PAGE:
A new Gold Hill Museum exhibition tells the story of three members of a Shaftesbury family who all achieved their own levels of fame, fortune or infamy in the New World.
Alfred’s Keri Jones visited St John’s Church in Enmore Green on Saturday 11th August to view an exhibition of community memories.
Walking up the iconic cobbles of Gold Hill must have been a bittersweet experience for Alan Manby. He came to visit Shaftesbury’s Gold Hill Museum last Friday. It was his first time in the town – he lost his chance to visit Shaftesbury in 1973, because he refused to have his hair cut for a TV role.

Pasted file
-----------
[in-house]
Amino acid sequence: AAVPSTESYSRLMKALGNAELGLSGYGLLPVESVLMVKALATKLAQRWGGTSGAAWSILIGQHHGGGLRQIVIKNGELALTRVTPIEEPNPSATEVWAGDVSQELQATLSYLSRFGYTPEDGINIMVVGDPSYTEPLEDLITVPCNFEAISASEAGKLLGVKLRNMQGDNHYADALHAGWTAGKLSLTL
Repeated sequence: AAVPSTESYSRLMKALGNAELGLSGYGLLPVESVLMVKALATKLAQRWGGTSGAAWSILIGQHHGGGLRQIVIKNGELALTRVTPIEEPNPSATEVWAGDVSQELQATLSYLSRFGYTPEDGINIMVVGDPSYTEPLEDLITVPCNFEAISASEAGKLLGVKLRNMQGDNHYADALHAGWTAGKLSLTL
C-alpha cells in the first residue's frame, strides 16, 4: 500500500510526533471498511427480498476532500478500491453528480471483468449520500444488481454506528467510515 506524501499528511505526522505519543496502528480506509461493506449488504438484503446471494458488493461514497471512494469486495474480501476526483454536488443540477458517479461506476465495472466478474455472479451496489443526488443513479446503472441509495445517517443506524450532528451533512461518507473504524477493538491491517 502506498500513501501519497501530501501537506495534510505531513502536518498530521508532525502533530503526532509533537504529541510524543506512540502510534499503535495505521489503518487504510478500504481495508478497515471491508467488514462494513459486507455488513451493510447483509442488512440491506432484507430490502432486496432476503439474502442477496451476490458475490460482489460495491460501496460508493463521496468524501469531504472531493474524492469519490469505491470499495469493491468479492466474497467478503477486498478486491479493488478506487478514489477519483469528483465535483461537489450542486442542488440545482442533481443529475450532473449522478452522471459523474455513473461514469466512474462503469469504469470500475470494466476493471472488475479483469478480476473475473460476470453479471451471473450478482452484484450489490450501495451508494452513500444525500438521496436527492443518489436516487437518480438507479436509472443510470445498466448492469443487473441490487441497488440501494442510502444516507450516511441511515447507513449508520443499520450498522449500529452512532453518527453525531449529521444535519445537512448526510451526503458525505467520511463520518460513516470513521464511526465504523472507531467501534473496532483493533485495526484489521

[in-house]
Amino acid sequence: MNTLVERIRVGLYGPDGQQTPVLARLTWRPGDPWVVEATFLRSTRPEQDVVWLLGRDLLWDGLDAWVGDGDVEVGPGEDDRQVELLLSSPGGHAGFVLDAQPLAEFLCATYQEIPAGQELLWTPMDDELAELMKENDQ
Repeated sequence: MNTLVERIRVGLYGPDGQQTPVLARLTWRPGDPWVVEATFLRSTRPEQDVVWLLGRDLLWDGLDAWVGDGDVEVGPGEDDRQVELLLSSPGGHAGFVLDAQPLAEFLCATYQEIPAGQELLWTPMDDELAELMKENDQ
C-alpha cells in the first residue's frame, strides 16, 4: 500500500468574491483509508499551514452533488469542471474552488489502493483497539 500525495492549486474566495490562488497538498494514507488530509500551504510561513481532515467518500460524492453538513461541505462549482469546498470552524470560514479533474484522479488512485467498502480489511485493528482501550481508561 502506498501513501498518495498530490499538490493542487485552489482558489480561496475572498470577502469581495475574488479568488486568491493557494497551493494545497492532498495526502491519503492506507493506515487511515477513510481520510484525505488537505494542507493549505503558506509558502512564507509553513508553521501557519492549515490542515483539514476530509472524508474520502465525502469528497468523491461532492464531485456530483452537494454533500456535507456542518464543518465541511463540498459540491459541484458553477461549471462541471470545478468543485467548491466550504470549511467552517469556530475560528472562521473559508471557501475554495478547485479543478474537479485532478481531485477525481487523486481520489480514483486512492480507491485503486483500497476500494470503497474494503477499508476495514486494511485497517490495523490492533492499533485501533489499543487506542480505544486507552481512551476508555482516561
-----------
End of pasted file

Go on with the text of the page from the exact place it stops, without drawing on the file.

The history of Enmore Green and the memories of current and former residents will the focus of an event this Saturday, 11th August.
A prehistoric hand axe, considered to be the oldest item found in Shaftesbury, is even older than first thought. The ancient flint, displayed in Gold Hill Museum, was uncovered in the Castle Hill area of the town.
Shaftesbury Civic Society is hosting Civic Day on 21st June, to celebrate the people and organisations that make this town special.
There’s a chance we could learn something new about Shaftesbury’s Saxon and Medieval history over the next few weeks. “We might have the first inkling of where Alfred’s defences are,” enthused Julian Richards, the lead archaeologist of Shaftesbury Abbey’s SAVED project.